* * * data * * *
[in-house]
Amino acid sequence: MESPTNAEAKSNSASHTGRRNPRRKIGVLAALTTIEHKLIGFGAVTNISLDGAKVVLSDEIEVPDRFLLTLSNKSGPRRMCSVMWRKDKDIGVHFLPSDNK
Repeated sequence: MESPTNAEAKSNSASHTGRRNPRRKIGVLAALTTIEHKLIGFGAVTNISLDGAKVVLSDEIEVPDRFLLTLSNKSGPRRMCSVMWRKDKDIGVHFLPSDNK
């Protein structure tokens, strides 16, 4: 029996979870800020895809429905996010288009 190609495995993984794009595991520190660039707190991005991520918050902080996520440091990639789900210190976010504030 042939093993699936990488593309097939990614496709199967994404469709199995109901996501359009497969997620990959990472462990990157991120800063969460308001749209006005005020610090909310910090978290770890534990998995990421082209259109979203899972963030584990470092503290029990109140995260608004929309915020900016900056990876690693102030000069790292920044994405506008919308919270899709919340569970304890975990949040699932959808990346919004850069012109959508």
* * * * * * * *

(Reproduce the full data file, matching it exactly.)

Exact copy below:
[in-house]
Amino acid sequence: MESPTNAEAKSNSASHTGRRNPRRKIGVLAALTTIEHKLIGFGAVTNISLDGAKVVLSDEIEVPDRFLLTLSNKSGPRRMCSVMWRKDKDIGVHFLPSDNK
Repeated sequence: MESPTNAEAKSNSASHTGRRNPRRKIGVLAALTTIEHKLIGFGAVTNISLDGAKVVLSDEIEVPDRFLLTLSNKSGPRRMCSVMWRKDKDIGVHFLPSDNK
């Protein structure tokens, strides 16, 4: 029996979870800020895809429905996010288009 190609495995993984794009595991520190660039707190991005991520918050902080996520440091990639789900210190976010504030 042939093993699936990488593309097939990614496709199967994404469709199995109901996501359009497969997620990959990472462990990157991120800063969460308001749209006005005020610090909310910090978290770890534990998995990421082209259109979203899972963030584990470092503290029990109140995260608004929309915020900016900056990876690693102030000069790292920044994405506008919308919270899709919340569970304890975990949040699932959808990346919004850069012109959508």